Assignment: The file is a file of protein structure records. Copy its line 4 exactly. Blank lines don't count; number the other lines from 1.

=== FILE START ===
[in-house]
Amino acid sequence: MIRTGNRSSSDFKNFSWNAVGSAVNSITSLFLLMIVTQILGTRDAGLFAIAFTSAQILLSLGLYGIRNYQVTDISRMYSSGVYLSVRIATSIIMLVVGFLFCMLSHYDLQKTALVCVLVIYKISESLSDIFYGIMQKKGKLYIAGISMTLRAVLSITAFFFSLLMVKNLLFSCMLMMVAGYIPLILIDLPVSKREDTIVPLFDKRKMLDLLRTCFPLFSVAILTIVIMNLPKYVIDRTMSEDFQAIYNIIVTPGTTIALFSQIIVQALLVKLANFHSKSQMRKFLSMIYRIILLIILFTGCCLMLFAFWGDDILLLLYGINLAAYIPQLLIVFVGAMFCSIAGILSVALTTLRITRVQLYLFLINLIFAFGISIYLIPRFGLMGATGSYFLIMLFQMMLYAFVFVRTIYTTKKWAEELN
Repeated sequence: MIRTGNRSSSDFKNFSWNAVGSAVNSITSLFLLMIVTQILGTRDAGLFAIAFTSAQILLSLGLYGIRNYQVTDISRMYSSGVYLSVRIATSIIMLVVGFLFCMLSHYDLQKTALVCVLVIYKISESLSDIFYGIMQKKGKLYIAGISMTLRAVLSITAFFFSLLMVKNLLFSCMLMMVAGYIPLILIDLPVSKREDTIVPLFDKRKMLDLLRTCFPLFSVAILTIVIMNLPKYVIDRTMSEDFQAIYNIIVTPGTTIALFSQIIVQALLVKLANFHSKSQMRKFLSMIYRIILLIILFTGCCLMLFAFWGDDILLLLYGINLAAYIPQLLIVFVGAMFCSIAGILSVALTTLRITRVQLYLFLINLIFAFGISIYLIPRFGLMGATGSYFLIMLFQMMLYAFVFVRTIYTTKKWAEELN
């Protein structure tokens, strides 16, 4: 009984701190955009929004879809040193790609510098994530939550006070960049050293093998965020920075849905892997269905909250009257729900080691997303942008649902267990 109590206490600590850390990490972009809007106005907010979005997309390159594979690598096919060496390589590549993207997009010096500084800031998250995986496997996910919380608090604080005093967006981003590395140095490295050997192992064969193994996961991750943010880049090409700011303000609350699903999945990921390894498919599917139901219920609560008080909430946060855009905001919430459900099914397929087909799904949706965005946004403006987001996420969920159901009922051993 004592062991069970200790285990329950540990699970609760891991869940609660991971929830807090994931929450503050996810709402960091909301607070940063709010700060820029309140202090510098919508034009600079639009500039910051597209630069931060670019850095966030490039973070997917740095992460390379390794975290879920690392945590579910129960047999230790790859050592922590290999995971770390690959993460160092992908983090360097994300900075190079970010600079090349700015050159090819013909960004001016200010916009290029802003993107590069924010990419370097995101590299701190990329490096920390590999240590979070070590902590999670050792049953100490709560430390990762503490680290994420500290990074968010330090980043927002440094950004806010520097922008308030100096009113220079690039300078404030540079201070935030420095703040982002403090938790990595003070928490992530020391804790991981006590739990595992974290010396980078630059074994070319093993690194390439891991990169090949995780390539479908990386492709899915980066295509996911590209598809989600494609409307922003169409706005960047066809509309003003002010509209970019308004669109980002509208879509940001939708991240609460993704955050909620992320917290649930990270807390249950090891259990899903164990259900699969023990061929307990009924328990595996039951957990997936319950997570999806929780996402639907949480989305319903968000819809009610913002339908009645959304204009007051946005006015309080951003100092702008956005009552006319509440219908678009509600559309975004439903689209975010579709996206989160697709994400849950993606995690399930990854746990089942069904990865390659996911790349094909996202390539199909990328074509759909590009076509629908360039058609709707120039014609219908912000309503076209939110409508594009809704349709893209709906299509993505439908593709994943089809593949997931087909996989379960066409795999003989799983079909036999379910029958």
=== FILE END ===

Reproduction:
């Protein structure tokens, strides 16, 4: 009984701190955009929004879809040193790609510098994530939550006070960049050293093998965020920075849905892997269905909250009257729900080691997303942008649902267990 109590206490600590850390990490972009809007106005907010979005997309390159594979690598096919060496390589590549993207997009010096500084800031998250995986496997996910919380608090604080005093967006981003590395140095490295050997192992064969193994996961991750943010880049090409700011303000609350699903999945990921390894498919599917139901219920609560008080909430946060855009905001919430459900099914397929087909799904949706965005946004403006987001996420969920159901009922051993 004592062991069970200790285990329950540990699970609760891991869940609660991971929830807090994931929450503050996810709402960091909301607070940063709010700060820029309140202090510098919508034009600079639009500039910051597209630069931060670019850095966030490039973070997917740095992460390379390794975290879920690392945590579910129960047999230790790859050592922590290999995971770390690959993460160092992908983090360097994300900075190079970010600079090349700015050159090819013909960004001016200010916009290029802003993107590069924010990419370097995101590299701190990329490096920390590999240590979070070590902590999670050792049953100490709560430390990762503490680290994420500290990074968010330090980043927002440094950004806010520097922008308030100096009113220079690039300078404030540079201070935030420095703040982002403090938790990595003070928490992530020391804790991981006590739990595992974290010396980078630059074994070319093993690194390439891991990169090949995780390539479908990386492709899915980066295509996911590209598809989600494609409307922003169409706005960047066809509309003003002010509209970019308004669109980002509208879509940001939708991240609460993704955050909620992320917290649930990270807390249950090891259990899903164990259900699969023990061929307990009924328990595996039951957990997936319950997570999806929780996402639907949480989305319903968000819809009610913002339908009645959304204009007051946005006015309080951003100092702008956005009552006319509440219908678009509600559309975004439903689209975010579709996206989160697709994400849950993606995690399930990854746990089942069904990865390659996911790349094909996202390539199909990328074509759909590009076509629908360039058609709707120039014609219908912000309503076209939110409508594009809704349709893209709906299509993505439908593709994943089809593949997931087909996989379960066409795999003989799983079909036999379910029958």